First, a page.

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MakerBot shows off a trio of new 3-D printers

Heather Kelly, CNN
MakerBot unveiled three new 3-D printers at the Consumer Electronics Show in Las Vegas on Monday.
MakerBot unveiled three new 3-D printers at the Consumer Electronics Show in Las Vegas on Monday.
STORY HIGHLIGHTS
  • MakerBot announces three new 3-D printers at CES in Las Vegas
  • The MakerBot Mini is a new entry-level 3-D printer that's designed to be easy to use
  • There's also an updated MakerBot replicator and a new professional-level printer
  • All the devices have a new camera for monitoring profess from a mobile app

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Las Vegas (CNN) -- There's a new option for anyone who's wanted to dabble in 3-D printing but didn't know where to start. On Monday, MakerBot founder Bre Pettis unveiled a trio of 3-D printers, including a new device for beginners, at a news conference at the Consumer Electronics Show in Las Vegas.

The company has come a long way since it was founded in 2009. An entire commercial 3-D printing industry has spring up since then, and this year, 28 exhibitors are showing off their 3-D printer-related products on the CES show floor.

MakerBot, still the highest profile 3-D printer company, has one for each level of maker, from the complete novice to a serious professional. They include fun new features such as a built-in camera for monitoring progress from a mobile device and the ability to send files over WiFi.

Here's a look at the three printers:

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MakerBot Mini

The small, adorable, one-button MakerBot Mini is aimed at the growing consumer 3-D printing market, but its $1,375 price point is still far above some entry level printers.

The Mini is designed to be easy to use for people who have no previous 3-D printing experience. Pettis compared it to a point-and-shoot camera. There's a tablet app for making 3-D models and buying existing models for as little as 99 cents. After deciding what they want to print, a person can send the instructions to the printer over WiFi or USB and then hit the single button on the face of the printer to start the project.

A small camera in the printer streams to the mobile or desktop app so someone can monitor the status of a project while mixing a margarita in the next room. It can also upload shots of the finished products to a cloud library and share them on social networks.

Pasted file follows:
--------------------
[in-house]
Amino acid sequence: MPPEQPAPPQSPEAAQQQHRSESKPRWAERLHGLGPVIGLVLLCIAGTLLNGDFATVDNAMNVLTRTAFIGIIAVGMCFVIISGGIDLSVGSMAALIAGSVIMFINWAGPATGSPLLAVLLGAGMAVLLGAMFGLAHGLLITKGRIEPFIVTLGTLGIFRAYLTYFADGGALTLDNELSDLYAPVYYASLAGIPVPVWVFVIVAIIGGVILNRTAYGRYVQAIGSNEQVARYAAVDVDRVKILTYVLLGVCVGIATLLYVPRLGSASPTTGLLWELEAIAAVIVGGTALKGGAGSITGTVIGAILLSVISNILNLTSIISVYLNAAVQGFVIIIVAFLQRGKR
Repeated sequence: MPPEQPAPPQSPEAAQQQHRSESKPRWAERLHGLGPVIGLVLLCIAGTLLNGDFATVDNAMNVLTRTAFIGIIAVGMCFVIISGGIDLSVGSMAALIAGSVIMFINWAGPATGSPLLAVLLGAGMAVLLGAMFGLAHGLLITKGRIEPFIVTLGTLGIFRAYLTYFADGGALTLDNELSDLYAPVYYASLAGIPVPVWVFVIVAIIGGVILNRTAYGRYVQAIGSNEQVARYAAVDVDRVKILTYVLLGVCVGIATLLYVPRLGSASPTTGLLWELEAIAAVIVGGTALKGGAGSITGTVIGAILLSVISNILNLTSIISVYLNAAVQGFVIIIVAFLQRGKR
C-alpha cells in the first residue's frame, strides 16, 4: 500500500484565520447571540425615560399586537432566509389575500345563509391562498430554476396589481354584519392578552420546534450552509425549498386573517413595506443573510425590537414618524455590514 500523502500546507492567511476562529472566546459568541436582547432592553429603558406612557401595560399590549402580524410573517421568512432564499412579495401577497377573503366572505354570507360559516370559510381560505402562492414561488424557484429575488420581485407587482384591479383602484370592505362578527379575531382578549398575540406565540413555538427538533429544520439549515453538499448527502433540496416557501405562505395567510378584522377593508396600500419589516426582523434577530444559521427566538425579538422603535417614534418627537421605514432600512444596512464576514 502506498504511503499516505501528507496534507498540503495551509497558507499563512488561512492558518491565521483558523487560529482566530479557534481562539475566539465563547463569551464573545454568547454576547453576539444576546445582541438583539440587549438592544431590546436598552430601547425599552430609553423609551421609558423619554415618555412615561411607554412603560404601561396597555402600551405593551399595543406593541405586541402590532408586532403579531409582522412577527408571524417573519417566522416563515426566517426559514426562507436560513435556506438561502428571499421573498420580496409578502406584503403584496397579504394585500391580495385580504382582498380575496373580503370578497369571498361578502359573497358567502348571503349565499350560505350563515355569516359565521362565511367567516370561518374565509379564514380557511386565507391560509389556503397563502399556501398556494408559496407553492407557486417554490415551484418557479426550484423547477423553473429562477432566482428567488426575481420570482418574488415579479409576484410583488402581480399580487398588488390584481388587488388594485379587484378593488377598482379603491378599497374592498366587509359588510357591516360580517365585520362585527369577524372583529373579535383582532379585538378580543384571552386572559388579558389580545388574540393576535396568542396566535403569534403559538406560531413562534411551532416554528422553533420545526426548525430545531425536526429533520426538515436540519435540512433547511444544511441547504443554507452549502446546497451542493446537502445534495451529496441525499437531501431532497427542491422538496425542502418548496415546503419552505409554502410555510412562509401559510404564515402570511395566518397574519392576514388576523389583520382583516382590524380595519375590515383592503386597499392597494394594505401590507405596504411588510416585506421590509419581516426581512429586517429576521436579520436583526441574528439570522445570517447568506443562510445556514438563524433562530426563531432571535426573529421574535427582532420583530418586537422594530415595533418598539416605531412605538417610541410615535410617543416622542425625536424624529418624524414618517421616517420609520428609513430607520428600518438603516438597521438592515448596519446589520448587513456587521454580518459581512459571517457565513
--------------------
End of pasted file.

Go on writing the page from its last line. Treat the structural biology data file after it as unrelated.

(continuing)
MakerBot Replicator

The classic and popular MakerBot Replicator has been revamped again. The fifth-generation printer will sell for $2,899, and it will feature speed, quality and feature updates. It can print objects 11% larger than its predecessor. Behind the scenes are software and firmware upgrades.

On the front of the printer is a new 3.5-inch LCD screen you navigate with a giant stereo knob. The device can do a quick draft print or a super high-quality version.

The Replicator has gained some new communication skills. A phone, tablet or computer can send prints to the device over USB or ethernet, and soon devices will be able to communicate with the Replicator over WiFi.

Like the Mini, the Replicator will work with the new mobile app when it is released in the spring. It can also send notifications about PLA plastic levels and pause a print job when the levels are low so you don't have to start over in the middle of a model.

It also has the same on-board camera that can snap shots of your final products to store in a library and to share on social sites or 3-D hub Thingverse. The device will start shipping in February.

MakerBot Replicator Z18

The final and largest new MakerBot 3D printer is the Replicator Z18. This $6,499 device is aimed at professionals who want to make large models and print at high volumes.

The Z18 can print multiple projects at once and, like the Replicator, has the small camera for monitoring and sharing and 3.5-inch LCD display. All three new printers have a new "Smart Extruder" piece that can be easily swapped out.

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